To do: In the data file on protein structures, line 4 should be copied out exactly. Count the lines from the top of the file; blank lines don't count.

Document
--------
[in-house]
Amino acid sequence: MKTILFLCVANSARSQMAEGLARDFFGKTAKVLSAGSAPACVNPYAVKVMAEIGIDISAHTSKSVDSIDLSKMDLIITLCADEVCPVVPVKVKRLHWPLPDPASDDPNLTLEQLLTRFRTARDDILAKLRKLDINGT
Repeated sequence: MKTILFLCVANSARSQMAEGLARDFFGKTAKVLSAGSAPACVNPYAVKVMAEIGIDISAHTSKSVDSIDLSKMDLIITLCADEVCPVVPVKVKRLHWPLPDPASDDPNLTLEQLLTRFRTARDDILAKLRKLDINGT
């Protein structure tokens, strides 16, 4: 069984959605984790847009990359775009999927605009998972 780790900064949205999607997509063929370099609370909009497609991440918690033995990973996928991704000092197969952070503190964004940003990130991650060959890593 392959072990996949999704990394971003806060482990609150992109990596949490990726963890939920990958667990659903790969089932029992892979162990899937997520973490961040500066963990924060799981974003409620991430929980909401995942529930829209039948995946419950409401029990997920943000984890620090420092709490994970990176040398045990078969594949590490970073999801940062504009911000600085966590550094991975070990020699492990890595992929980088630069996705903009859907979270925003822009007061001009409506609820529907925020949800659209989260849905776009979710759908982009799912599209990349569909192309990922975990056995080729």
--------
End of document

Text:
């Protein structure tokens, strides 16, 4: 069984959605984790847009990359775009999927605009998972 780790900064949205999607997509063929370099609370909009497609991440918690033995990973996928991704000092197969952070503190964004940003990130991650060959890593 392959072990996949999704990394971003806060482990609150992109990596949490990726963890939920990958667990659903790969089932029992892979162990899937997520973490961040500066963990924060799981974003409620991430929980909401995942529930829209039948995946419950409401029990997920943000984890620090420092709490994970990176040398045990078969594949590490970073999801940062504009911000600085966590550094991975070990020699492990890595992929980088630069996705903009859907979270925003822009007061001009409506609820529907925020949800659209989260849905776009979710759908982009799912599209990349569909192309990922975990056995080729």